This second vision of the “reasonable degree of certainty” rule suggests that forms of words should be important. No weaseling: are you reasonably certain, or not? Version 4 represents the purest implementation of this vision.

Our throat now cleared, we will turn, in the next installment, to the specifics of the Beck & Herrmann argument.


1 The very decisions that Beck & Herrmann cite as exemplary embodiments of the RDC standard serve as vivid illustrations of the standard’s ambiguity. They say they are “very comfortable,” for example, with the standard articulated in State v. Jackson, 92 Ohio St. 3d 436, 448, 751 N.E.2d 946, 961 (2001). In the course of rejecting an objection that testimony should have been expressed as “probable” rather than “reasonably certain,” the Jackson court held that “reasonable certainty” is synonymous with “probability.” To us, that sounds suspiciously like the “coin-flip” test that Beck & Herrmann decry. The hermeneutic trail, however, does not end there. What, after all, does “probability” really mean to the Ohio Supreme Court? The reader might hope to find enlightenment in the Jackson opinion’s citation of State v. Benner, 40 Ohio St. 3d 301, 313, 533 N.E.2d 701, 714 (1988). In Benner, a coroner testified that the cause of death was “more than likely strangulation or asphyxia.” On appeal, the defendant protested that this testimony did not satisfy the RDC standard. The Benner court rejected that objection, and/or held that any error in admitting the testimony was harmless. The Benner opinion first equated “reasonable certainty” with “probability.” It then offered a lengthy if ultimately inconclusive exegesis of the latter term, drawing heavily on standard and legal dictionaries. In the course of that exegesis, it noted: (1) that one of its earlier decisions had equated “probable” with “extremely likely”; (2) that the wisdom of another earlier decision, in which the court had posited that something “likely” is less certain than something “probable,” was questionable; (3) that the OED defines “probable” and “likely” in basically equivalent terms; (4) that Black’s Law Dictionary defines “likelihood” as “probability,” and also as connoting something less than reasonable certainty; (5) that numerous decisions in other jurisdictions have equated “probable” and “likely”; (6) that the coroner’s characterization of his opinion as “more than likely” placed his testimony on a point located somewhere on the continuum between “likely” and “extremely likely”; and (7) that any error was harmless. Are we clear now? Not in the estimation of the Ohio Court of Appeals. See State v. Riley, 2007-Ohio-879, at ¶¶ 26-28 (Ct. App. Wood County 2007) (Benner inapposite because decided prior to the 1994 amendments to Ohio Evid. R. 702), appeal dism’d in part, 866 N.E.2d 1092 (Ohio 2007). Indeed, Ohio’s intermediate appellate courts appear to question whether the RDC rule remains viable following Ohio’s adoption of a Daubert regime. See, e.g., Coe v. Young, 145 Ohio App. 3d 499, 502-04 763 N.E.2d 652, 655-56 (Ashtabula County 2001) (in light of Daubert’s focus on methods rather than the conclusions they generate, “there is no requirement that an expert utter any ‘magic language’; i.e. that his opinion was within the reasonable degree of certainty or reasonable degree of certainty within the particular knowledge of his professional experience [sic]”).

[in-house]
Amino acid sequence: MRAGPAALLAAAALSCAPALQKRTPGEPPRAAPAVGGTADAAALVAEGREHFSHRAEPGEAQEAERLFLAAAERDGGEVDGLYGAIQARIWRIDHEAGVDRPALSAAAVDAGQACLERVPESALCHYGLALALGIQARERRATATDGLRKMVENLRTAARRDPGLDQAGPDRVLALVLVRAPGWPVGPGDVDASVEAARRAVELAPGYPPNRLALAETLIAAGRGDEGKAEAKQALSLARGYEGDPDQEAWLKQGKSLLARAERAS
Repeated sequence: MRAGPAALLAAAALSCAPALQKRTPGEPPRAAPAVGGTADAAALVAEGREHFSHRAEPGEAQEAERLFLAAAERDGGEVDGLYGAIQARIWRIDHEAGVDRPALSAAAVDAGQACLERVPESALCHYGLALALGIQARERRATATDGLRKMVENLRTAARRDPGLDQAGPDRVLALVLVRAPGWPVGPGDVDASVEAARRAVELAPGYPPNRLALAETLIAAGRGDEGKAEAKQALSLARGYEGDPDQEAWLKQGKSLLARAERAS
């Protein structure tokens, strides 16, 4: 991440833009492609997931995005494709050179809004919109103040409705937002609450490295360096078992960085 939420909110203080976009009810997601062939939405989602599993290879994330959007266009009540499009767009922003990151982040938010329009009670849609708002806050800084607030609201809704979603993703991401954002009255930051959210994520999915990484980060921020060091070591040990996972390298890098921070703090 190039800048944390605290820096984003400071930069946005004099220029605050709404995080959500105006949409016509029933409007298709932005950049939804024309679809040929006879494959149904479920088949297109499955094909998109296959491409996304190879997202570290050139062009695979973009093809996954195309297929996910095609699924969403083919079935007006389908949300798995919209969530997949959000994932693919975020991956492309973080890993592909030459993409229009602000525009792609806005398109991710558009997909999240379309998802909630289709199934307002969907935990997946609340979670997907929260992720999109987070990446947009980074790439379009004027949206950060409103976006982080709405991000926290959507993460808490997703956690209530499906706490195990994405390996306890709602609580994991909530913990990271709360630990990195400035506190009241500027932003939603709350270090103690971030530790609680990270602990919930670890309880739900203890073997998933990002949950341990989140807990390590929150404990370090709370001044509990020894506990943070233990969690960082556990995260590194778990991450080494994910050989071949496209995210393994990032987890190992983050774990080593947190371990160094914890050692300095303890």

Beck & Herrmann are also “very comfortable” with the very different version of the RDC standard espoused in McMahon v. Young, 442 Pa. 484, 485-86, 276 A.2d 534, 535 (1971) (mere probability insufficient for medical testimony), and Corrado v. Thomas Jefferson Univ. Hosp., 790 A.2d 1022, 1031 (Pa. Super. 2001) (even “very highly probable” would be insufficient). Pennsylvania has not adopted Daubert and continues to adhere to Frye. In particular, Pennsylvania adheres to the standard variant of Frye under which general acceptance is a precondition for the admissibility of only “novel” scientific evidence. The state’s peculiarly strict version of the RDC rule thus functions, to some degree, as a surrogate or substitute for Daubertian gatekeeping – a highly imperfect one, some might say.

Both the Ohio and Pennsylvania courts have sometimes characterized the RDC standard as going to “competency.” This poses potential issues under Fed. R. Evid. 601 about the standard’s applicability in diversity proceedings, adding another layer of uncertainty.

Thursday, June 21, 2007

Department of Citations for Obscure Propositions

Sometimes we run across an expert report that seems largely devoid of direction or argument, and we find it can be hard to identify, in any succinct and familiar legal vocabulary, the evidentiary vice from which it suffers.

You've seen the kind of report we're talking about. The expert may be well qualified, and the propositions stated in the report, considered in themselves, may look defensible enough -- some to the point of being platitudinous. Each proposition may even be supported by citations to the literature. But the report itself meanders, proceeding from one proposition to another with no evident organizing principle. Although the exposition otherwise bears all the badges of literacy, the relationship between one point and the next is left obscure, as is the manner in which the expert's various assertions are thought to support his or her ultimate conclusions (if indeed the report offers decipherable conclusions at all). You read such a report and say: "Is it me? This doesn't look like an analysis. It doesn't look like a chain of reasoning. It does not appear to apply any recognizable method. It looks like a random trail of discursive breadcrumbs on the logical road to nowhere."

Well, we still don't know what name to give this phenomenon, but now we know of something to cite when it happens. From the Delaware Supreme Court's decision on Monday in Spencer v. Wal-Mart Stores East, LP, No. 305, 2006 (Del. June 18, 2007):